Considerations for Facilitators Delivering Virtual Training

Virtual training may be similar to in-person teaching in some respects, but it is also significantly different in a number of key ways. As you prepare for your virtual training sessions, there are five main factors you should keep in mind: engagement, minimizing distractions, refactoring learning and working with a virtual producer to manage the technical aspects.


Keeping your trainees’ attention long enough to get the information across is probably the biggest challenge you will face. Thankfully, you can get around this by modifying your teaching style a little. Keep people engaged through discussions, frequent questions and requests for feedback, and by breaking your course up into smaller pieces. You may need to take more breaks than you normally would.

Minimizing distractions

When you bring a learning group together in a training room, you have a fair amount of control over the environment, and you can ensure that it is free of possible distractions. With virtual classes, it is quite a different situation. You don’t know where your learners are connecting from and what distractions they may have around them. Prior to the training, you would have to set some ground rules about what spaces your participants choose. Ask them to choose quiet rooms where they can shut themselves off from their daily hustle and bustle for a few hours.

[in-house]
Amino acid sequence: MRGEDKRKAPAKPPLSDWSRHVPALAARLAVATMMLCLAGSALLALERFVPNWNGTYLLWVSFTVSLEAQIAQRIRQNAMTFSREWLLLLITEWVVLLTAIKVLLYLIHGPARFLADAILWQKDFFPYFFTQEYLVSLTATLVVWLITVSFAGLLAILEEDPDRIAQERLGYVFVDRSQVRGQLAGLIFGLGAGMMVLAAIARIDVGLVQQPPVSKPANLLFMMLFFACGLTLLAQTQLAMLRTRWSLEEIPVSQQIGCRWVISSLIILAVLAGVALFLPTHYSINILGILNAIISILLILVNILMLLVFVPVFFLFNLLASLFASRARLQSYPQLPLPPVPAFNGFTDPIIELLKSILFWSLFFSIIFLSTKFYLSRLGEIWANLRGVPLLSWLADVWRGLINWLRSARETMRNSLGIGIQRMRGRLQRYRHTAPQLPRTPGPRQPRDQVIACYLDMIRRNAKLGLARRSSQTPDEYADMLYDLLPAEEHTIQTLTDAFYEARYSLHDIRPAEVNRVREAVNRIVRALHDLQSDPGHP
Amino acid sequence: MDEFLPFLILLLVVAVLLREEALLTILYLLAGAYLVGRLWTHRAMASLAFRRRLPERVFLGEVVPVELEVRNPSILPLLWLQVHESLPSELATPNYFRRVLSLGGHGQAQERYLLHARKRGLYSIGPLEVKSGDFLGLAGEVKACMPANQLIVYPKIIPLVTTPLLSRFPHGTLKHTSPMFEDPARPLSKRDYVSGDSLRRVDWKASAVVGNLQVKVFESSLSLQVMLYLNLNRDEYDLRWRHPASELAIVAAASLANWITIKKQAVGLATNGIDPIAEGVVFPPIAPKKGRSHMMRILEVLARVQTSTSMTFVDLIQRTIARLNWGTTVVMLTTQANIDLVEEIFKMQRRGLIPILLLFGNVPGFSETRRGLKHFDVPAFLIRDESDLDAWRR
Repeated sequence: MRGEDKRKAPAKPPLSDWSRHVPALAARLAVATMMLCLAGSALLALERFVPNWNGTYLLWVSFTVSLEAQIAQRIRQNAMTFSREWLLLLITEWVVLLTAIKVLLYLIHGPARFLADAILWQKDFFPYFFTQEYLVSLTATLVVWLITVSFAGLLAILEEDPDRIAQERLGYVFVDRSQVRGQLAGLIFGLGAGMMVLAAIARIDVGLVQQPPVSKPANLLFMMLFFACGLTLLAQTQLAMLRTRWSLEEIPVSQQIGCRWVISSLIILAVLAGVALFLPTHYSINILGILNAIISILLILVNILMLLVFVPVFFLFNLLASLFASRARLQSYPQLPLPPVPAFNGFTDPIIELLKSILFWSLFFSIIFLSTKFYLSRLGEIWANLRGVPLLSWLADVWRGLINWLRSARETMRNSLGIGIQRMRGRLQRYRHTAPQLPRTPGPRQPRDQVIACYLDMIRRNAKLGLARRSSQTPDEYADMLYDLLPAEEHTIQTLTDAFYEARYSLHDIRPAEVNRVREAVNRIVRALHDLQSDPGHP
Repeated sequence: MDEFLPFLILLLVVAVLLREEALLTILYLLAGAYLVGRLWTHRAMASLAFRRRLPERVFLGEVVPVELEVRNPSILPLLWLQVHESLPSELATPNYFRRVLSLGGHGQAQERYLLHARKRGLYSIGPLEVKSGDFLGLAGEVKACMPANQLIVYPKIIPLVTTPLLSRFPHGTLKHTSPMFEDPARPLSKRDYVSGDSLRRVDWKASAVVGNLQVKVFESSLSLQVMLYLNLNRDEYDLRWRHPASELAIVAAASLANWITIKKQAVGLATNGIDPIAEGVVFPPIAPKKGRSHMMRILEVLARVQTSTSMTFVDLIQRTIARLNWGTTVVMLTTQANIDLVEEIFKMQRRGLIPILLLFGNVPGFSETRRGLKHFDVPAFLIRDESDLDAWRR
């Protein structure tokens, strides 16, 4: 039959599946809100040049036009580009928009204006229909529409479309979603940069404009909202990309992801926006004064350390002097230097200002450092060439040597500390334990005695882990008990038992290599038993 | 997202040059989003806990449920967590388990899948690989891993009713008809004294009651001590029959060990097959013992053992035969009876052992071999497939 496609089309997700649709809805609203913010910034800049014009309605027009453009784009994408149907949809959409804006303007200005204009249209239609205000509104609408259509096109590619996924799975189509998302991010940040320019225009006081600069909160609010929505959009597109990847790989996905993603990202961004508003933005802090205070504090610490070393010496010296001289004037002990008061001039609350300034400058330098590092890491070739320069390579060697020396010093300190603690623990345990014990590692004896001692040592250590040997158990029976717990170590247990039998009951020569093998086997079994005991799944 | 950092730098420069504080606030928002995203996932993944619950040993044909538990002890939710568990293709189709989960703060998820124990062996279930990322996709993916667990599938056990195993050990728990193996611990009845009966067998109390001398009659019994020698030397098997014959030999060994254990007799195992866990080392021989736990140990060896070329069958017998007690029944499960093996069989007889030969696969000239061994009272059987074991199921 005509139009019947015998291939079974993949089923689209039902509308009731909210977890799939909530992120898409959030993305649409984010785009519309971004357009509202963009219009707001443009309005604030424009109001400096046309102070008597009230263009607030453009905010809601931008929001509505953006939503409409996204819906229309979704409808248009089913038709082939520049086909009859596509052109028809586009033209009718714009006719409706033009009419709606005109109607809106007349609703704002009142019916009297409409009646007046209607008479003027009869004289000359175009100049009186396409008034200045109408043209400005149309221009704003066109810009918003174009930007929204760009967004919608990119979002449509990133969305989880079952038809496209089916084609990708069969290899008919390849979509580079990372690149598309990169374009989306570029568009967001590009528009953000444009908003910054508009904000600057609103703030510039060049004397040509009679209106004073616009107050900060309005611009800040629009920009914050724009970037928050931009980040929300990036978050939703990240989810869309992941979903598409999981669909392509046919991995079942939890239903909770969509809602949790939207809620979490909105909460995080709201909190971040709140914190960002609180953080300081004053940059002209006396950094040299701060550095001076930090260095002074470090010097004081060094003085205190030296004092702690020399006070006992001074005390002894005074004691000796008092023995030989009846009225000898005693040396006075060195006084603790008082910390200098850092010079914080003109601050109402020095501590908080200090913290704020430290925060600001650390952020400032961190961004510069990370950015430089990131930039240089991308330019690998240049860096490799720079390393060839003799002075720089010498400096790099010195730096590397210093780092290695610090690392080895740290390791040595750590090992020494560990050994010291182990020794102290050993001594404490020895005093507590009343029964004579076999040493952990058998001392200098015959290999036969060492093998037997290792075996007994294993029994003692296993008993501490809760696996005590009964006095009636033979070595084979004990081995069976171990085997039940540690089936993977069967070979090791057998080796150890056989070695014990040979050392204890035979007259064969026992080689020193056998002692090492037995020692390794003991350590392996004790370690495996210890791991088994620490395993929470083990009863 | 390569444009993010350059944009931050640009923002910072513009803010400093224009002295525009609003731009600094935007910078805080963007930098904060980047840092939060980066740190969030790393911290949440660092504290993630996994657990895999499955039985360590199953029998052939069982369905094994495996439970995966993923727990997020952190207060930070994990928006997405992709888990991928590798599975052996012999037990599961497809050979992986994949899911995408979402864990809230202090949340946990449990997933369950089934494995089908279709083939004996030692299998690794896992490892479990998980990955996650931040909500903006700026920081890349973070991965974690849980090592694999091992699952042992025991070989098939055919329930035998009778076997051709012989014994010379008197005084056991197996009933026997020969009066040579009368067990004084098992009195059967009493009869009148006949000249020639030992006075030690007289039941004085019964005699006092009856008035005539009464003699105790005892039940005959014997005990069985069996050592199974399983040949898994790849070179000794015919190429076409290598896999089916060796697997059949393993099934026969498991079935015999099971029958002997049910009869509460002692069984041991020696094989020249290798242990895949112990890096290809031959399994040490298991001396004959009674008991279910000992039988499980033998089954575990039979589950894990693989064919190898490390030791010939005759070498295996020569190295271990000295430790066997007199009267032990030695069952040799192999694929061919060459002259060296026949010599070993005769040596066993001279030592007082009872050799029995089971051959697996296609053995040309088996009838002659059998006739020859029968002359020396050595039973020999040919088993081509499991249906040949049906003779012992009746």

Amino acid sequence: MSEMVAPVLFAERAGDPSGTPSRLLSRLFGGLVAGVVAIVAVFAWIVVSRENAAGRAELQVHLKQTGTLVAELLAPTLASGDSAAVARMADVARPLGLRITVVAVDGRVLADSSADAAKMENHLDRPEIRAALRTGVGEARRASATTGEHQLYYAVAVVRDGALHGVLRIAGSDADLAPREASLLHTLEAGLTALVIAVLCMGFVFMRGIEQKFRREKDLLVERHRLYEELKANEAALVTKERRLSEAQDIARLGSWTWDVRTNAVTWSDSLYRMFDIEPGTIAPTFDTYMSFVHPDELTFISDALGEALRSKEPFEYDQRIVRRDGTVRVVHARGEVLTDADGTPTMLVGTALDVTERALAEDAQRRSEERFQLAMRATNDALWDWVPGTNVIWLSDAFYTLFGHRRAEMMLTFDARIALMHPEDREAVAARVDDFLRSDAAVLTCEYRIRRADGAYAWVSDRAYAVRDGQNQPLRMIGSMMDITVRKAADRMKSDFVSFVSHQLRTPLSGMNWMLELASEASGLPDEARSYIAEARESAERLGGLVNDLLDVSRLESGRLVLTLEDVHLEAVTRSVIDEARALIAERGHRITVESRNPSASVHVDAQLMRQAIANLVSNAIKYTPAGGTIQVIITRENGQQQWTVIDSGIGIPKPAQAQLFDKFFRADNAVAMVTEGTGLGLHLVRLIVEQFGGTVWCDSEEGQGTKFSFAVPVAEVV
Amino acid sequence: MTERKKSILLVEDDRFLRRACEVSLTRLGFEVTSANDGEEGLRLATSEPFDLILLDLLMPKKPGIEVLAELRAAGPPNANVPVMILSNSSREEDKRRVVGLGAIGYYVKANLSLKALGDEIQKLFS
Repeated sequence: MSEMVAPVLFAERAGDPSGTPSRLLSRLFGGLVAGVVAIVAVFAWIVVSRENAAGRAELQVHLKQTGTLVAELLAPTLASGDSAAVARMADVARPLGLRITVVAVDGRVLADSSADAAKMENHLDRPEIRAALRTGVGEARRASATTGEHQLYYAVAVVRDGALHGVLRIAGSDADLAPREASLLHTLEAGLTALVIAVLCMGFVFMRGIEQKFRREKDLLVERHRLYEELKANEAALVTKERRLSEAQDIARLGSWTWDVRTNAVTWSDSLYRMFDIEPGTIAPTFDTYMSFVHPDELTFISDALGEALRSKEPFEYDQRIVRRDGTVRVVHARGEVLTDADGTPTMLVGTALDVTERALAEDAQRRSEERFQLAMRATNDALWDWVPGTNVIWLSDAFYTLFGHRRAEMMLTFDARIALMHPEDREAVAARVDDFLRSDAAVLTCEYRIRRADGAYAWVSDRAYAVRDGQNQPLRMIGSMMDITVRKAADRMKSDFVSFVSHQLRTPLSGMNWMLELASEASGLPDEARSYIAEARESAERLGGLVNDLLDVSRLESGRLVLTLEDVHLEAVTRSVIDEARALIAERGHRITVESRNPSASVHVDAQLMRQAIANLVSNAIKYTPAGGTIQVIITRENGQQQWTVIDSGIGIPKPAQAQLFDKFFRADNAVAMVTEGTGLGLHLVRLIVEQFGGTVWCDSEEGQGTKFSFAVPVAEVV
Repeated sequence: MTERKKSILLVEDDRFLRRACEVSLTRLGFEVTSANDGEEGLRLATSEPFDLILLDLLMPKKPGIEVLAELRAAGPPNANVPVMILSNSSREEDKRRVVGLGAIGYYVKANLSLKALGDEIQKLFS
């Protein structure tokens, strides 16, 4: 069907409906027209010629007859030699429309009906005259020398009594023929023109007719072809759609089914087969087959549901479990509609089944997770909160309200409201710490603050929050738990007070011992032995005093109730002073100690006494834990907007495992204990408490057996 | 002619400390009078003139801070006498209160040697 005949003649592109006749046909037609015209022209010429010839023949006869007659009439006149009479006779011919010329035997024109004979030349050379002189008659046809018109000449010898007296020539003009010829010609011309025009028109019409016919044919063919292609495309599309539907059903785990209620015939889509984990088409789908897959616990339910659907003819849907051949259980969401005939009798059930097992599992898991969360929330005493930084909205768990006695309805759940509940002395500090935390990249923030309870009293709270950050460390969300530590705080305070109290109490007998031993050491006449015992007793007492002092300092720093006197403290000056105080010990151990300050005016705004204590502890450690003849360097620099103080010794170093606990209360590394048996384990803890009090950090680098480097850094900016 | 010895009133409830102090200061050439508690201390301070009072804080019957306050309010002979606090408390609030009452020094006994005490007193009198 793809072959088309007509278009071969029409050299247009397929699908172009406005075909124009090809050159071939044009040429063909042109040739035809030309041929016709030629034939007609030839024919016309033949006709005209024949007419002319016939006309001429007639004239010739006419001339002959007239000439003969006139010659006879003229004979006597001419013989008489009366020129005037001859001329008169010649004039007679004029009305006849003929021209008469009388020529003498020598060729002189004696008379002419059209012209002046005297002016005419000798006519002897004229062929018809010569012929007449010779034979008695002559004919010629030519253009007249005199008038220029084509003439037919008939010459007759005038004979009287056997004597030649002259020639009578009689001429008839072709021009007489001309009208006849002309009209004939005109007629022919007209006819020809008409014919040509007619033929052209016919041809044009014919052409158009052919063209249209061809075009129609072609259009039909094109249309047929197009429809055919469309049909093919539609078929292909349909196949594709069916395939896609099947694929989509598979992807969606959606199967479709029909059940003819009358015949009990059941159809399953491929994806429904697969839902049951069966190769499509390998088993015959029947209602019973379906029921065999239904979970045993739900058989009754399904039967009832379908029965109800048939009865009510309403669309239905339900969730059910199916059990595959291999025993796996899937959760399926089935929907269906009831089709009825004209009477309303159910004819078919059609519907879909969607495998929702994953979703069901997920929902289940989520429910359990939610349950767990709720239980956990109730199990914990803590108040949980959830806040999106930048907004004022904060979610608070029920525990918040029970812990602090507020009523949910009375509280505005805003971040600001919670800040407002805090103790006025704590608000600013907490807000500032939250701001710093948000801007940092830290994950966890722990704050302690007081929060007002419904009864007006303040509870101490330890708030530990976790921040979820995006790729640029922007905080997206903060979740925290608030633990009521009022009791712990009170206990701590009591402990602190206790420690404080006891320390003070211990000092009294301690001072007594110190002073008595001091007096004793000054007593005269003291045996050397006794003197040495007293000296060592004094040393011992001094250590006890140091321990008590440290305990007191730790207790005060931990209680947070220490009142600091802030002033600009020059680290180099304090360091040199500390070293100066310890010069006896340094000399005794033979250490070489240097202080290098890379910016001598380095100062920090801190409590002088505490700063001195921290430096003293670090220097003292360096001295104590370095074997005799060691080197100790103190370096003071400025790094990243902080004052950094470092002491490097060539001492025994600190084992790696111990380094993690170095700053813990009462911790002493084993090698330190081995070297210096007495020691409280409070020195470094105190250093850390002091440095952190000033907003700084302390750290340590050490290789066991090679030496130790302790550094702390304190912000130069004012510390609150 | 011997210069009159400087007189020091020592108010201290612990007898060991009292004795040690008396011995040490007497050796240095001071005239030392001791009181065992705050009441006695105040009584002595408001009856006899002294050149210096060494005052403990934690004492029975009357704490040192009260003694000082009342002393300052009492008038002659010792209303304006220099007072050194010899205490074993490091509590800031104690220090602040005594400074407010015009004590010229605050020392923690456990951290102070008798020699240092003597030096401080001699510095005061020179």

Refactoring learning

You need to adjust teaching methods, interactions, and the planning and scheduling of your courses to fit virtual platforms. A central consideration in this regard is the phenomenon of Zoom fatigue. Unlike with physical training venues, you will not have much to worry about as far as health and safety is concerned. Zoom fatigue is one exception. It is a condition that arises from extended overuse of video conferencing platforms and consists of exhaustion, lapses in concentration, and even mild depression. Guard against this by using many of the same measures you would use to prolong engagement: break the sessions up, take frequent breaks, and ask for feedback from your trainees. If anyone in the session is struggling to maintain focus, feeling unusually tired, or experiencing eye strain, call for a short break. Keep your sessions more concise than you would for in-person training.

Dealing with both ‘teaching’ and managing the platform 

Aside from keeping learners engaged, your biggest challenge will probably be trying to juggle teaching and technical matters. There is an easy way to fix this: leave the technical aspects to a dedicated virtual producer. That way, you can just get on with the training and trust that everything will run smoothly. Learngistics’ virtual producers will be able to step in and help you prepare for your training sessions, and then manage them for you during your online presentations.

Learngistics specializes in facilitating and supporting both virtual and live training events and learning programs for corporations. Contact us for more information on our virtual classroom solutions and the services our virtual classroom producers can offer.